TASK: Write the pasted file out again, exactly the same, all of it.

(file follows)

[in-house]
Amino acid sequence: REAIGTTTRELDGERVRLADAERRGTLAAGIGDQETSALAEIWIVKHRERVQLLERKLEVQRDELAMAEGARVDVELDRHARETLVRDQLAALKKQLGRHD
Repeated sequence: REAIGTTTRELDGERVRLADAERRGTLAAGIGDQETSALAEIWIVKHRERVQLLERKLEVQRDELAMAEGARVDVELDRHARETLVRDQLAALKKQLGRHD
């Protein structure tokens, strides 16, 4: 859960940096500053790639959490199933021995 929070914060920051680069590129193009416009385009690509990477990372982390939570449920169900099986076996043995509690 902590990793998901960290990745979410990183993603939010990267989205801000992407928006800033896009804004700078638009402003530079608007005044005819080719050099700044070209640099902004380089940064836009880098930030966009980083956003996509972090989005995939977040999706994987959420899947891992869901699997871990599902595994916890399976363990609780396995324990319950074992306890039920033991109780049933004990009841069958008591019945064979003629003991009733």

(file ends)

[in-house]
Amino acid sequence: REAIGTTTRELDGERVRLADAERRGTLAAGIGDQETSALAEIWIVKHRERVQLLERKLEVQRDELAMAEGARVDVELDRHARETLVRDQLAALKKQLGRHD
Repeated sequence: REAIGTTTRELDGERVRLADAERRGTLAAGIGDQETSALAEIWIVKHRERVQLLERKLEVQRDELAMAEGARVDVELDRHARETLVRDQLAALKKQLGRHD
């Protein structure tokens, strides 16, 4: 859960940096500053790639959490199933021995 929070914060920051680069590129193009416009385009690509990477990372982390939570449920169900099986076996043995509690 902590990793998901960290990745979410990183993603939010990267989205801000992407928006800033896009804004700078638009402003530079608007005044005819080719050099700044070209640099902004380089940064836009880098930030966009980083956003996509972090989005995939977040999706994987959420899947891992869901699997871990599902595994916890399976363990609780396995324990319950074992306890039920033991109780049933004990009841069958008591019945064979003629003991009733």